Sunday, June 08, 2014

Spirit Reflections (Pentecost)

I shared these thoughts last Tuesday on our weekly Lectionary Webinar. 
These are the readings that Sunshine Cathedral used today for Pentecost and these are my reflections on the texts:

Numbers 11.29 
Moses said, “…I wish that all of God’s people were prophets and that God’s spirit would be upon them!”

For “spirit” or the energy of life to be omnipresent, then it must be part of every life. The spirit that “Moses” (it is unlikely that Moses wrote Numbers, or any text, and some scholars doubt if Moses is even an historical person) wishes would be on people is the spirit (the activity, the motivation, the power) of prophecy (action, seeking change, challenging oppression, offering hope all in the name of God). It isn’t an invocation to coax the spirit of life to be present (it is, after all, omnipresent), but an affirmation that we are meant to make a positive difference in our world.

The Wisdom of Kahlil Gibran
“I love you when you bow in your mosque, kneel in your temple, pray in your church. For you and I are children of one religion, and it is the spirit.”

Gibran’s universal religion (culturally he was Maronite Catholic but his spirituality was that of a mystic and a poet and mysticism and art are not the sole property of any one tradition) suggests that spirit is one and we are each part of that universal wholeness. It is monistic, panentheistic, and universalist in tone. Spirit is the substance of every life, the one true reality. Traditions are meant to give us vocabularies to explore the depths of spirit, but the one life that individuates as every life is in no way limited by any tradition or vocabulary.

The Wisdom of Thich Nhat Hahn
“The holy Spirit descended on Jesus like a dove, penetrated him deeply, and he revealed the manifestation of the holy Spirit. Jesus healed whatever he touched. With the holy Spirit in him, his power as a healer transformed many people…I [feel] that all of us also have the seed of the holy Spirit in us, the capacity of healing, transforming, and loving. When we touch that seed, we are able to touch God…”

Zen monk Thich Nhat Hahn echoes Gibran’s universalism as well as his idealistic monism. “All of us also have the seed of the holy Spirit in us…” The one life expressing through and as our lives.

Acts 2.1-4 (NIV)
1When the day of Pentecost came, they were all together in one place. 2Suddenly a sound like the blowing of a violent wind came from heaven and filled the whole house where they were sitting. 3They saw what seemed to be tongues of fire that separated and came to rest on each of them. 4All of them were filled with the holy Spirit and began to speak in [new ways] as the Spirit enabled them.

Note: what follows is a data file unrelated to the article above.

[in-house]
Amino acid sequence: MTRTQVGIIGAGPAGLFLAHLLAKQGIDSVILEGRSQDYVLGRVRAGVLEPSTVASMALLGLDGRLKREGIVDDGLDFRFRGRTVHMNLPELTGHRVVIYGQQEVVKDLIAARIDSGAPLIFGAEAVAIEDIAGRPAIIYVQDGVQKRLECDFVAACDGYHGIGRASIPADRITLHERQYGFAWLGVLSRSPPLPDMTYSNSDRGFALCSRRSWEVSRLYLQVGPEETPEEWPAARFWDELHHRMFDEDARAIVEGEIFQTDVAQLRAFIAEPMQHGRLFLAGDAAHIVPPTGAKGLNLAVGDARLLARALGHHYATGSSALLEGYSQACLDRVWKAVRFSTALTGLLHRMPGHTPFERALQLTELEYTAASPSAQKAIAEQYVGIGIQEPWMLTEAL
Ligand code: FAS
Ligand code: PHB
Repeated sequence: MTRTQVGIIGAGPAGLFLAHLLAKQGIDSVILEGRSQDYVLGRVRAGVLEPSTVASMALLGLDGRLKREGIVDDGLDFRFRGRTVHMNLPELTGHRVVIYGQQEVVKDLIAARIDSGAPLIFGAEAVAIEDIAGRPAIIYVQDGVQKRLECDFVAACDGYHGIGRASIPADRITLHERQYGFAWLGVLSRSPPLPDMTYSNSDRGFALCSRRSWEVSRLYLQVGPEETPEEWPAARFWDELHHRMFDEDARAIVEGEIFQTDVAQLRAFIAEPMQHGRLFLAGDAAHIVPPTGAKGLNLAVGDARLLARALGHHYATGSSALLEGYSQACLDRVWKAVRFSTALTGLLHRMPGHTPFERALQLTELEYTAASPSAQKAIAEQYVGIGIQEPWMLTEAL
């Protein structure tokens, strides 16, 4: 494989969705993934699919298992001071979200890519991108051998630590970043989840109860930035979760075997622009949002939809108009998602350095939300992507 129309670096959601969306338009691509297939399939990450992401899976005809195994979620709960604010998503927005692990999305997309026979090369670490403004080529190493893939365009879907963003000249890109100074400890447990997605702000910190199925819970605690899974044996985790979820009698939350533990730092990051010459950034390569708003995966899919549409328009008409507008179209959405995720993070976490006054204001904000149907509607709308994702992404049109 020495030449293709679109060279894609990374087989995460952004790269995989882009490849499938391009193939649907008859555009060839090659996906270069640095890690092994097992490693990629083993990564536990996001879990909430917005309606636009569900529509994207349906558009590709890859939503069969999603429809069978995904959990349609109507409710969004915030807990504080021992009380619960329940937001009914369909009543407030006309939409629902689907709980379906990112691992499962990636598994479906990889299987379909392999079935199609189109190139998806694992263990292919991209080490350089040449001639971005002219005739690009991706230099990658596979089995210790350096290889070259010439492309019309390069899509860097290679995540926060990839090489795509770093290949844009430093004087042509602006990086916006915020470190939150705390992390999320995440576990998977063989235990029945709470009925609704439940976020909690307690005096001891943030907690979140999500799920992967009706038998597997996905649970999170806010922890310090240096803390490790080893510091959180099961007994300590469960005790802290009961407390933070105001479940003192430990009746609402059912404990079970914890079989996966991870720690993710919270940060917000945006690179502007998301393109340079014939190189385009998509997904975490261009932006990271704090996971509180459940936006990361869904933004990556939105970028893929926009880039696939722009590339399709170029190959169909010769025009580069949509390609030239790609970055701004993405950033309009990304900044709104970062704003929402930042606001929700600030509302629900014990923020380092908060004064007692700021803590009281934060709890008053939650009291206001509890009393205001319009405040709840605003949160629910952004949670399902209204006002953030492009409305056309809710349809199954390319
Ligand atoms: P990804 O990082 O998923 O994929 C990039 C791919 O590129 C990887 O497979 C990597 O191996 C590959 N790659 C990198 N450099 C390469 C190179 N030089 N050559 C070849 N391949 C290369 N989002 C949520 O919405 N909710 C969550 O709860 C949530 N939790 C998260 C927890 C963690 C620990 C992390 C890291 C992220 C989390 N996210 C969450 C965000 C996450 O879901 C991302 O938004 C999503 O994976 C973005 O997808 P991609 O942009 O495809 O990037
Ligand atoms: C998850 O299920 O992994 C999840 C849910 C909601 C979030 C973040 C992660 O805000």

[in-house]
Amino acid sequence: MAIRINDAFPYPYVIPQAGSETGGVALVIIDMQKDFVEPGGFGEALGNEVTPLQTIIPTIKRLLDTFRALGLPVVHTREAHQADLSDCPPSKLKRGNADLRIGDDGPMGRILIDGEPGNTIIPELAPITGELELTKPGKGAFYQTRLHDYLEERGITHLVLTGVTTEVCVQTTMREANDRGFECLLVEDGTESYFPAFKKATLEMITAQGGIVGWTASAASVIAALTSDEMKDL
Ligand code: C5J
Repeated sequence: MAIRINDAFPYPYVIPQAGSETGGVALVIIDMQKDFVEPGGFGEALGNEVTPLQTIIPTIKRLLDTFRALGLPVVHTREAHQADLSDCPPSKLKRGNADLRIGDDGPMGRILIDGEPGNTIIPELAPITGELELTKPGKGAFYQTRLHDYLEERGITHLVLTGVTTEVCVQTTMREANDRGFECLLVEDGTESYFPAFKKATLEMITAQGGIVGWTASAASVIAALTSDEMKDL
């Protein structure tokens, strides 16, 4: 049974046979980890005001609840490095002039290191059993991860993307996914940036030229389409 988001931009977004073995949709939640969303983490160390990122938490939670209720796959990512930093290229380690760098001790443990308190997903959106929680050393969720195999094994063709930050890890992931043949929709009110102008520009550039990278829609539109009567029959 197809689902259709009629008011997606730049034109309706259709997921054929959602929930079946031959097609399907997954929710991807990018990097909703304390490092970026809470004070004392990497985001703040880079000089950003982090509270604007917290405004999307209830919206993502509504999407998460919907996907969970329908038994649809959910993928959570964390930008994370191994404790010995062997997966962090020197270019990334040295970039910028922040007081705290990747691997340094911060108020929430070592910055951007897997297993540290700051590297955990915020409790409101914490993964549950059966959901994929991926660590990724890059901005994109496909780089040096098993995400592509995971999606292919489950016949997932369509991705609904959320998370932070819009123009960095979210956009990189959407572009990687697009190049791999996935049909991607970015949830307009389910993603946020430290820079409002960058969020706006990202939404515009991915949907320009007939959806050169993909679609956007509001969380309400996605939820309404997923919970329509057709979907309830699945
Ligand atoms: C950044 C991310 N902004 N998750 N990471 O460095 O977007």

The Pentecost narrative uses fire imagery (reminiscent of the Zoroastrian fire cult) as well as the Jewish Feast of Weeks (Pentecost) in imagining the early church being energized (spirit-filled) to be the resurrected and returned body of Christ (the parousia occurs as the church is raised up to be Christ in the world, though it is unlikely that it happened in a single instant as the story suggests…the church, like all movements, evolved over time). Wind, life-force, breath, energy, power…this is the imagery for the spirit and represents action, movement. The Pentecost narrative is a call to get busy, to be justice seekers, healers, and agents of positive change. Such change is also represented by learning to speak in new ways. The message of progressive spirituality is a new tongue for some. The message of Queer liberation and empowerment is a new tongue for some people. The message of feminist theology is a new tongue for some people. Inclusive language is a new tongue for some people. The blending of science, philosophy and religious pluralism into a unified spiritual system that welcomes truth wherever it may be found is a new approach, a shift in consciousness, a different way of exploring meaning.  Pentecost isn’t a magic moment in ancient history; it is the power to keep moving, keep exploring, keep finding new ways to embody the Sacred in the world. And we can…the wind filled the entire room, flames rested above every person. We all have the power to make a difference.

John 7.37-39 (NIV)
37On the last and greatest day of the festival, Jesus stood and said in a loud voice, “Let anyone who is thirsty come to me and drink. 38Whoever believes in me, as Scripture has said, rivers of living water will flow from within them.” 39By this he meant the Spirit, whom those who believed in him were later to receive…

Just as fire and wind represented the power of divine life in Acts, so does water in the Johannine text. The power of life, rivers of living water, flow from within us when we believe in the Christ, the divine Ideal, the Inward Light, the Highest Self, the Sacred Nature that is at the core of every life. That divine Ideal or Christ principle is represented in John’s gospel by Jesus but, as indicated in the previous readings, it is a universal reality and is in no way limited to any religious tradition, vocabulary, text, or figure. 

--Rev Dr Durrell Watkins
Senior Minister
Sunshine Cathedral

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